Delivery Arrangements: 49 per cent felt the new delivery arrangements were unsatisfactory, 39 per cent they were about right.
Size: 57 per cent felt it was to big, nearly 28 per cent thought it was ‘about right’ or ‘too small’.
Conclusion: A majority of residents are not supportive of the present plans. Other comments made were that more choice is needed and a smaller store would be acceptable.
CD Collier Solihull
COULD readers please be aware of the behaviour of traffic enforcement officers in Dorridge.
I was astonished to be given a parking ticket outside my own home (Hanbury Road) on a quiet, Wednesday afternoon outside of term time.
Having lived on the road for almost five years I have never seen a TEO in the area; surprising, as during term time cars are parked with no regard for signs and road markings outside of the local schools. I feel that the TEO was looking for ‘easy targets’.
I understand and support the needs for restrictions during term time, but surely a little common sense and empathy could have prevailed?
Is this just a money making scheme for the local council?
A disgruntled Hanbury Road Resident
Blinded by the light
A SURVEY conducted amongst motorists last year found that the second most annoying habit was the practice of sitting at traffic lights with a foot on the brake pedal, thus dazzling the driver behind, especially in wet weather.
This is in contravention of section 114 of the Highway Code. So there I was, early one rainy evening at the Lode Lane/Seven Stars Road junction, handbrake on, brake lights off, waiting for the lights to change.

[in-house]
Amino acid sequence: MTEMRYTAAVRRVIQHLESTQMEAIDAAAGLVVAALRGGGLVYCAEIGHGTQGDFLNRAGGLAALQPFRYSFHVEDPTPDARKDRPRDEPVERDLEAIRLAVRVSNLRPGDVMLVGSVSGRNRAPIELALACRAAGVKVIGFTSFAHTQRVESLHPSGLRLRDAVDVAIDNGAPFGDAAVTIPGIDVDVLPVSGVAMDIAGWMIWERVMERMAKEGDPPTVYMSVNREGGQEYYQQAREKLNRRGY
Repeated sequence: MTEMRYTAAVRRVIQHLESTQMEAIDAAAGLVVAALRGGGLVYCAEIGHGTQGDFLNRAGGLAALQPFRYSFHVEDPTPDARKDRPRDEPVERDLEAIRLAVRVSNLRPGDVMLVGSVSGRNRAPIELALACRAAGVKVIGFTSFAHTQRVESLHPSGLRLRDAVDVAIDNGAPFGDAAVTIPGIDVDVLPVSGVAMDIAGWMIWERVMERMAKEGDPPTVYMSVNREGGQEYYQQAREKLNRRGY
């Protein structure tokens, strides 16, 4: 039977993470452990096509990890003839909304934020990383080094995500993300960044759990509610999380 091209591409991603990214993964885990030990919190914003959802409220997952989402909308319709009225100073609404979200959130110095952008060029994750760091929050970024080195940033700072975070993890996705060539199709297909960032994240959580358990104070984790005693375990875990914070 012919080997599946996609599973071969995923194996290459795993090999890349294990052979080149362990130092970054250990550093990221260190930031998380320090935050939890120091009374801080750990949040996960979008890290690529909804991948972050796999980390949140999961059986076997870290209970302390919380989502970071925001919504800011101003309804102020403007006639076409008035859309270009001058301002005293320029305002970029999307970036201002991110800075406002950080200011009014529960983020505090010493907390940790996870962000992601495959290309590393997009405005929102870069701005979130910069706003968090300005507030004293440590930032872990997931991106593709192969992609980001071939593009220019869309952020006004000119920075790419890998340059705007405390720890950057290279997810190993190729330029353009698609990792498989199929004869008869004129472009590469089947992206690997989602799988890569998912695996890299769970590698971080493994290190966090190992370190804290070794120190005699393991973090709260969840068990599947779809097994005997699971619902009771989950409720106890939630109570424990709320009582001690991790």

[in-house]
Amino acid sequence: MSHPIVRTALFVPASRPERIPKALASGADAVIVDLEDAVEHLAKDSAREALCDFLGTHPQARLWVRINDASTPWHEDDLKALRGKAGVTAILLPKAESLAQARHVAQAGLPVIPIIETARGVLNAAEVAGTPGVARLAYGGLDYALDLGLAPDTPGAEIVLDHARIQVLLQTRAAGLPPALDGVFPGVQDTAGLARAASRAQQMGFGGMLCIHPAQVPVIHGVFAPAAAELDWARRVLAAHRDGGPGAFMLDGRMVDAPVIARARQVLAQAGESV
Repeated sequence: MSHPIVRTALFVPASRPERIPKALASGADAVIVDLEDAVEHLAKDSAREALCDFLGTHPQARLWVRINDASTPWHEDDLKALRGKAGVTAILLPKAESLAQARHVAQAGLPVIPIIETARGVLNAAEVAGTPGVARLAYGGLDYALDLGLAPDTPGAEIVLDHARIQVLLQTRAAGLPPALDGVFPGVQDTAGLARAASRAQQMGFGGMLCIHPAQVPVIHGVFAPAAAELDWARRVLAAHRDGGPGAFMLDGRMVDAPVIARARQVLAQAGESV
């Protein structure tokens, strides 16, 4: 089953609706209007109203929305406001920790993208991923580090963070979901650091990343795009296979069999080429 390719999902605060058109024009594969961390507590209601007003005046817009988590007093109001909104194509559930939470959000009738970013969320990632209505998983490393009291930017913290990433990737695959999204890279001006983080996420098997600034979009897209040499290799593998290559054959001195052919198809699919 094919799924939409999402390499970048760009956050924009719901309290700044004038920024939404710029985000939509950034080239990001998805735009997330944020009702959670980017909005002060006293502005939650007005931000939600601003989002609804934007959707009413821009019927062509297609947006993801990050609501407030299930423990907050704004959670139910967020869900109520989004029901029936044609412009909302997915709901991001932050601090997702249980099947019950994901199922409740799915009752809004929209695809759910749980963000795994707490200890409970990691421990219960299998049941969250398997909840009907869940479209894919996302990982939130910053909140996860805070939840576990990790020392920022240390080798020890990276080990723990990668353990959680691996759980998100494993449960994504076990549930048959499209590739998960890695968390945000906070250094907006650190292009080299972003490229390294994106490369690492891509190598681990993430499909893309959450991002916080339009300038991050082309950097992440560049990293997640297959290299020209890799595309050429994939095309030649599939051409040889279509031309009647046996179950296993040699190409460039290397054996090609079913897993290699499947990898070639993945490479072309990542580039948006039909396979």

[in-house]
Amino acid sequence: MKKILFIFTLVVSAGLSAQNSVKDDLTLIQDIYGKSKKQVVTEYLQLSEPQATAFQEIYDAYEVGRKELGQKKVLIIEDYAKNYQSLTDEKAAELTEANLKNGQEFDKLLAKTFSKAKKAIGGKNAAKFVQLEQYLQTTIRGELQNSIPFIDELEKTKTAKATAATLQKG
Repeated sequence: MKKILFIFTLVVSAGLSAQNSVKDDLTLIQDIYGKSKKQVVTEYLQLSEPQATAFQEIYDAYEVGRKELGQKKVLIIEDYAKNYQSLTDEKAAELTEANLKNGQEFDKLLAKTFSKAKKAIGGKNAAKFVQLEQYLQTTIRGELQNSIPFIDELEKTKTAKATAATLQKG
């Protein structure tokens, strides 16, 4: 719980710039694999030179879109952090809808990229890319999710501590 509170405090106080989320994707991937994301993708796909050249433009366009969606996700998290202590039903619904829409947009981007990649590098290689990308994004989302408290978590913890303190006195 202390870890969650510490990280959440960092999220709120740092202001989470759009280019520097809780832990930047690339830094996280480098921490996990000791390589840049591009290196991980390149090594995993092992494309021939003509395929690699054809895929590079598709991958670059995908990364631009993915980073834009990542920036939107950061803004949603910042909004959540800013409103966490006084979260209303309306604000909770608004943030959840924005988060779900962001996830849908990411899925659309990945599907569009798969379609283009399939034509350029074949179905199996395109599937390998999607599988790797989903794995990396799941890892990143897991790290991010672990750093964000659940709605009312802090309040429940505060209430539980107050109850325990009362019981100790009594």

Virtually every vehicle ahead had brake lights on, including, not one but two police panda cars.
Surely we should expect a better example?
Edward Wood, Alderdale Crescent, Solihull
A blow to us all
WITH regard to last week’s front page story ‘Outrage as landmark is vandalised’ (Solihull News) it cannot be denied that by comparison to other towns and cities, Solihull has little in the way of public statues and other forms of monuments.
The equestrian statue which has graced Malvern Park for almost 60 years has become a landmark and has made Solihull the envy of many other places having brought both pleasure and interest to those who see it.
I can truthfully say that I must now be one of the few Solihull residents who can remember it having being situated on its original position of the front lawn of Tudor Grange.
As a child I call recall it to be a treat to witness the statue and its plinth being dismantled and reassembled where it stands today; and with the passing of time it has become the unofficial symbol of Solihull - bringing pride to many residents. Sadly, we are living in times where metal theft has become common practice. Plaques from war memorials, public monuments to name but two being targets.
No regard is ever taken by those concerned for what they represent nor the heartache for those left behind to grieve.
It has been established the value in this case of the stolen bronze is only minimal without taking into account the true value of the statute which is priceless.
Purchased by Captain Oliver Bird in 1946 and presented to the borough in memory of his father Sir Alfred Bird the renowned food manufacturer and politician - it is the work of the eminent Victorian sculptor J Edgar Boehm.
We in Solihull Local History Circle are firmly of the opinion part of the town’s heritage has been far more than just destroyed. In these times of austerity measures costs for repairs would be difficult to find. I would appeal to anyone to have a solution whereby we can find the means to have this bronze masterpiece restored to its former glory.
Allan W Evans, Solihull